Facing the Darkness

Having a willing spirit is not enough to face the darkness and evil in this world. No matter how determined we are to stand against evil, it is not enough. We must learn to know our own flesh and see it for what it is. Once we do, we will never again trust it.

Facing the Darkness

By Ginny Larsen

“Jesus said to him, ‘Truly, I tell you, this very night, before the rooster crows, you will deny Me three times’ Peter said to Him, ‘Even if I must die with You, I will not deny You!’ And all the disciples said the same.”

(Matthew 26:34-35 ESV)

“And taking with Him Peter and the two sons of Zebedee, He began to be sorrowful and troubled. Then He said to them, ‘My soul is very sorrowful, even to death; remain here, and watch with Me.’ And going a little farther He fell on His face and prayed, saying, ‘My Father, if it be possible, let this cup pass from Me; nevertheless, not as I will, but as You will.’” (Matthew 26:37-39)

Jesus knew sorrow and grief that I don’t think we can fully grasp.  He knew pain and suffering (Isaiah 53:3-11) and knows how to share in ours.  He knew, as man, what it was like to face the worst kind of evil.  He knew the powers of darkness that were about to come against Him and the unspeakable agony He was about to face as He took on our sins, even “becoming a curse” for us (Galatians 3:13) — He Who knew no sin, so that we might become “the righteousness of God” in Him (2 Corinthians 5:21). 

Even Jesus, being both God and man, knew the weakness of human flesh and that there was no power in the flesh alone, no matter the strength of the human will to do right.  No matter the determination to stand, He knew only dependence on the power of God would enable us in the frailty of our flesh to stand against the evil and darkness of this world.  A concept very difficult for us to understand is that Jesus was both fully God and fully man.  I don’t think I completely understand all that that means, but what struck me about this portion of Scripture is the sorrow of His soul, knowing that He, being God, would take on something so repulsive to Him, so unbearable—something that was repulsive to the Father and would cause the Father to turn His face from Him as man (Matthew 27:46).

Thomas Constable (Expository Notes of Dr. Constable) writes: “Jesus cried out the words of Psalm 22:1 because His Father was abandoning Him. It was out of a similar sense of abandonment that David originally wrote the words of this psalm.

“Separation from the Father must have been the worst part of the Cross for Jesus who had never before experienced anything but intimate fellowship with His Father. Jesus became the center of God’s judgment on mankind’s sin (cf. Romans 3:21-26; 2 Colossians 5:21).”

This was so grievous and caused so much sorrow “even to the point of death” for our Savior.  He cried out, “If it be possible, let this cup pass from me.”  If there were any other way at all to obtain our salvation, surely the Father would not have sent His only begotten Son to the cross.  If there was some way we could earn it ourselves, if there was some other sacrifice that would do it, or if there was any other remedy at all for our sin, Jesus would not have died for us.  And so, He prayed, “Not my will but Yours be done.”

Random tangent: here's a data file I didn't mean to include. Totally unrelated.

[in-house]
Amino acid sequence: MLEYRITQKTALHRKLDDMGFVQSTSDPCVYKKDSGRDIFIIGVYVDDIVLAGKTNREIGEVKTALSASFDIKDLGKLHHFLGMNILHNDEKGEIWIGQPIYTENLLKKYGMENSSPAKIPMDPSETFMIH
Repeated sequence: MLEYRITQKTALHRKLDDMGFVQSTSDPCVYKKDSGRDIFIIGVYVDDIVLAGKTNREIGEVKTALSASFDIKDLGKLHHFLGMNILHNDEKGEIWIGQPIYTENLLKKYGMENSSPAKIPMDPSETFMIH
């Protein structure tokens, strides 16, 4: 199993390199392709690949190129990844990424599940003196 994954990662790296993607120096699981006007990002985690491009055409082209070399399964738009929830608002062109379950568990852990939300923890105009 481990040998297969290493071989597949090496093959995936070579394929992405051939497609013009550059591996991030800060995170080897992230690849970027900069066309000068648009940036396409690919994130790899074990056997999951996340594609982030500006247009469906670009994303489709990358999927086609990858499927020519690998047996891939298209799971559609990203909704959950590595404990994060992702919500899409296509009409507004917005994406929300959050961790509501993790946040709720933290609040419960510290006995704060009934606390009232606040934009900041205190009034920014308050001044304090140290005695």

Peter was fully determined to go as far as to die for His Lord.  His spirit was willing—even boldly determined!  But Jesus knew the flesh.  He knew, even He, the Son of God, though in the form of human flesh, must fully depend on the Father, on the power of the Spirit to overcome the flesh. “Watch and pray that you may not enter into temptation. The spirit indeed is willing, but the flesh is weak” (Matthew 26:41).

Having a willing spirit is not enough to face the darkness and evil in this world.  No matter how determined we are to stand against evil, it is not enough. We must learn to know our own flesh and see it for what it is.  Once we do, we will never again trust it.

Thomas Constable (Expository Notes of Dr. Constable) states: “The contrast between the flesh and the spirit is not between the sinful human nature and the Holy Spirit (as in Galatians 5:17) but between man’s volitional strength and his physical weakness (cf. Matthew 26:35).  We often want to do the right thing but find that we need supernatural assistance to accomplish it (cf. Romans 7:15-25).”

In a day when we are facing the darkness of human depravity, as we see it seeming to abound more and more and seeking to overcome all that is of God and all that is good in our world, how much we need to think on this portion of Scripture.  What a blessing it is to meditate on what our Lord endured, how much He loved us, and the sorrow and grief He bore for us.  And what a sober reminder that if the Son of God Himself walked in such utter dependence on the Father, how much more do we?  How little we should trust ourselves or put any hope in our own strength—our own determination or will power.  It is never our willpower or faith in our faith that will keep us in the hour of trial.  It is only our being “strengthened in the power of His might” (Ephesians 6:10-11) and dependence and trust in His provision, His promise, and His power indwelling us.  Our will, our faith, our hope may all fail us in the darkest hour, but He will never fail us.  Christ alone is the strength of our salvation and the strength of our hearts.  We must look to Him and never trust in ourselves, neither for obtaining salvation nor to keep ourselves as we face the darkness (1 Peter 1:5). 

 

 

 

 

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